The drive out of the park was pretty, with the sun starting to set over the mesa and valleys below.

We stopped in downtown Durango and decided to eat at a Nepali restaurant we had seen earlier. We felt it was fitting to go there after our recent earthquake experience. We didn’t tell anyone we had been in the country, since we didn’t really know how to. We donated a little money to a collection that they had set up for relief efforts.

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Pagosa Springs

The next morning we packed up and headed east. We took a slight detour to Vallecito Lake, where we drove around and took some pictures. This was for the benefit of Eric’s dad, who has fond memories of the summers he spent there at a camp run by his uncle. The camp is a RV park now, but you can still see some traces of the old buildings.

We drove on to the town of Pagosa Springs, where we stopped for lunch and then an afternoon of lounging in their signature attraction, the natural mineral hot springs. There are a few options of different places to experience the springs. The town visitor center had a nice brochure comparing the costs and benefits. We chose the Overlook Hot Springs, a cheaper spa housed in an old Victorian mansion on the main street.

As it turned out, for most of our time there we had the whole place to ourselves! We started at the outdoor tubs on the roof, but the intense sun drove us inside. Here we lounged for a long time in the dimly lit main room, alternating between some of the hot mineral pools in there (and occasionally a cold plunge pool!). It was very relaxing, but we finally, reluctantly got out of the pools, showered off, and headed east once more.

Great Sand Dunes National Park

Our destination that night was the town of Alamosa. Once again, we hadn’t booked anything ahead, but we did identify one cheaper place just outside downtown, the Riverside Inn. We were lucky and got the last available room for the night. We were also surprised – the room was large! We weren’t expecting to have a separate room with a full oven, refrigerator and dining area.

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We hadn’t prepared to cook on our own, so we headed in to town to find some dinner. Like any respectable Colorado town, Alamosa has a microbrewery restaurant, San Luis Valley Brewing Company. We love beer, so we made this our dinner stop for the night. We shared a taster tray of their brews, including some interesting ones made with green chile. The food was pretty good as well.

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The next morning we headed out to a park which Della has great memories of as a child: the Great Sand Dunes. It was overcast though, and as we drove out, it started to rain :(. We stopped in the Visitor Center and browsed their exhibits while we waited for it to clear up. Eventually it only started drizzle, so we went out to explore the dunes.

Unlike other parks, there aren’t many rules about where you can go for a hike. You kind of just set out and hike wherever you want on the sand – the wind will erase your tracks before you know it!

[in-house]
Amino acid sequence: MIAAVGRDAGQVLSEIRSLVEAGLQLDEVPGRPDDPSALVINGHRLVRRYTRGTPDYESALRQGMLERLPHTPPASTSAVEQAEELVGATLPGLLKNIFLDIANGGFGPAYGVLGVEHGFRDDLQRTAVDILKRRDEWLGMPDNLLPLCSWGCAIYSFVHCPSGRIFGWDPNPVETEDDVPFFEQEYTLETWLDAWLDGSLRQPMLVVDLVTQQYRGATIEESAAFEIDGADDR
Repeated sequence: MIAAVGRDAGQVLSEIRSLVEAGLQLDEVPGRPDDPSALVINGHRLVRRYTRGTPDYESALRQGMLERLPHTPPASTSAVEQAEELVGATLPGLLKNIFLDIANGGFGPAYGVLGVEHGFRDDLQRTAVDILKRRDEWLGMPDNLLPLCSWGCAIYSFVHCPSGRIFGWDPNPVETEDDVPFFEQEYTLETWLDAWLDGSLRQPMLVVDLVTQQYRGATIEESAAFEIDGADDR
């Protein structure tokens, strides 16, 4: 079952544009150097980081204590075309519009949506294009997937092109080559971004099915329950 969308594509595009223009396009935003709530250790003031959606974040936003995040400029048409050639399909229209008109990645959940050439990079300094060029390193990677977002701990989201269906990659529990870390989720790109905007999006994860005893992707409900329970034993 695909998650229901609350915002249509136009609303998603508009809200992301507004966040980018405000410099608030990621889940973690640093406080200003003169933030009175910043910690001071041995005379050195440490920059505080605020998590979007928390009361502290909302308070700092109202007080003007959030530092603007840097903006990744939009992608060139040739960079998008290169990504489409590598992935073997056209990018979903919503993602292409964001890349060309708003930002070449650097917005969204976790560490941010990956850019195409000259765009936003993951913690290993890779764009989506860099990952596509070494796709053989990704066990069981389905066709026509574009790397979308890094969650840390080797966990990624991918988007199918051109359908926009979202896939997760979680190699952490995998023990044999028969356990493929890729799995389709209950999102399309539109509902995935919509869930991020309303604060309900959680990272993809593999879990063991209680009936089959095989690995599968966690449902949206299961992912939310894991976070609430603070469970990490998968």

In the spring and early summer, there is one small obstacle you must cross – a seasonal river of snowmelt runs between the parking area and the base of the dunes. There are no bridges across it, so you have to figure out your own way across. On a hot summer day, it might be fun to splash across, but this was a cloudy, cold, late spring day, so we spent a while debating our options. It was too deep to think that we could make it across in our waterproof hiking shoes, so we decided to wear sandals and just get wet. This was complicated by the fact that the creek exhibits an interesting phenomenon called “surge flow,” which means that there are waves of water surging down the creek. We tried to time our spurts of activity around surges, but they were pretty frequent and we still got pretty wet. Our feet were numb from the cold water by the time we got over. In retrospect we wished we had brought dry shoes and socks to change into on the other side.

Instead, we just explored the dunes in our wet sandals. It was windy and starting to rain again, so we didn’t go very far. We walked up one dune, took in the view, and then headed down again once it started to hail/sleet. It was a disappointing visit to the dunes :-/. Though even with the bad weather, we managed to have some fun!

We ran back across the creek, and hurried to the car where we tried to warm our feet back up. Once they started to thaw, we hit the road and drove back to Denver.

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Our unplanned roadtrip through northern New Mexico and southern Colorado was a success. We got to see three UNESCO World Heritage sites, a lot of natural beauty, spend some time with family, and do a little mental recovery from the abrupt end of our trip in Nepal. We weren’t quite ready to end our travels, so it was nice to do a little bit more traveling in our own backyard.